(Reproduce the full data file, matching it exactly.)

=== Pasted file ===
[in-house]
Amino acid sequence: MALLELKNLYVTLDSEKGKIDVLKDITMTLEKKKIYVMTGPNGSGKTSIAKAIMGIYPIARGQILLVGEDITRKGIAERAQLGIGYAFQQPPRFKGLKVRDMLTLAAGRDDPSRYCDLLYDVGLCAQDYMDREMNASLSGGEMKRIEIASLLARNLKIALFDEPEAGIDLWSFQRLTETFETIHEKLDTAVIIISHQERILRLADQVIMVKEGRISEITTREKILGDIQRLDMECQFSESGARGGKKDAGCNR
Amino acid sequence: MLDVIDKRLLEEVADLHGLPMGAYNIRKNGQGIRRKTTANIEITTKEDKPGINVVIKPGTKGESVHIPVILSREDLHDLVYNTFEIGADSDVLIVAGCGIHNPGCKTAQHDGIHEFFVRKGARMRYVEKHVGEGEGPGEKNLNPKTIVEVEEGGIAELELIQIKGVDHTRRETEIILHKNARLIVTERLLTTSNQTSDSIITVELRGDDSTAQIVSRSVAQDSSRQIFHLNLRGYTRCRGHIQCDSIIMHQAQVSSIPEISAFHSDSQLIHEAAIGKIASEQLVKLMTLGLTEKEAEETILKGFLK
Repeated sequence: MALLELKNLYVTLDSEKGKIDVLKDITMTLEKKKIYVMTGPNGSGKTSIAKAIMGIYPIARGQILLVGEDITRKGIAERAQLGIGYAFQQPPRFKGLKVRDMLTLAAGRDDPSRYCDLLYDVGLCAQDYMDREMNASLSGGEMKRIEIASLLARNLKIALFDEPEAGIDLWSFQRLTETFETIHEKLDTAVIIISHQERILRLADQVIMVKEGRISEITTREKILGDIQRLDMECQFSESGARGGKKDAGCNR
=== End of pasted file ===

[in-house]
Amino acid sequence: MALLELKNLYVTLDSEKGKIDVLKDITMTLEKKKIYVMTGPNGSGKTSIAKAIMGIYPIARGQILLVGEDITRKGIAERAQLGIGYAFQQPPRFKGLKVRDMLTLAAGRDDPSRYCDLLYDVGLCAQDYMDREMNASLSGGEMKRIEIASLLARNLKIALFDEPEAGIDLWSFQRLTETFETIHEKLDTAVIIISHQERILRLADQVIMVKEGRISEITTREKILGDIQRLDMECQFSESGARGGKKDAGCNR
Amino acid sequence: MLDVIDKRLLEEVADLHGLPMGAYNIRKNGQGIRRKTTANIEITTKEDKPGINVVIKPGTKGESVHIPVILSREDLHDLVYNTFEIGADSDVLIVAGCGIHNPGCKTAQHDGIHEFFVRKGARMRYVEKHVGEGEGPGEKNLNPKTIVEVEEGGIAELELIQIKGVDHTRRETEIILHKNARLIVTERLLTTSNQTSDSIITVELRGDDSTAQIVSRSVAQDSSRQIFHLNLRGYTRCRGHIQCDSIIMHQAQVSSIPEISAFHSDSQLIHEAAIGKIASEQLVKLMTLGLTEKEAEETILKGFLK
Repeated sequence: MALLELKNLYVTLDSEKGKIDVLKDITMTLEKKKIYVMTGPNGSGKTSIAKAIMGIYPIARGQILLVGEDITRKGIAERAQLGIGYAFQQPPRFKGLKVRDMLTLAAGRDDPSRYCDLLYDVGLCAQDYMDREMNASLSGGEMKRIEIASLLARNLKIALFDEPEAGIDLWSFQRLTETFETIHEKLDTAVIIISHQERILRLADQVIMVKEGRISEITTREKILGDIQRLDMECQFSESGARGGKKDAGCNR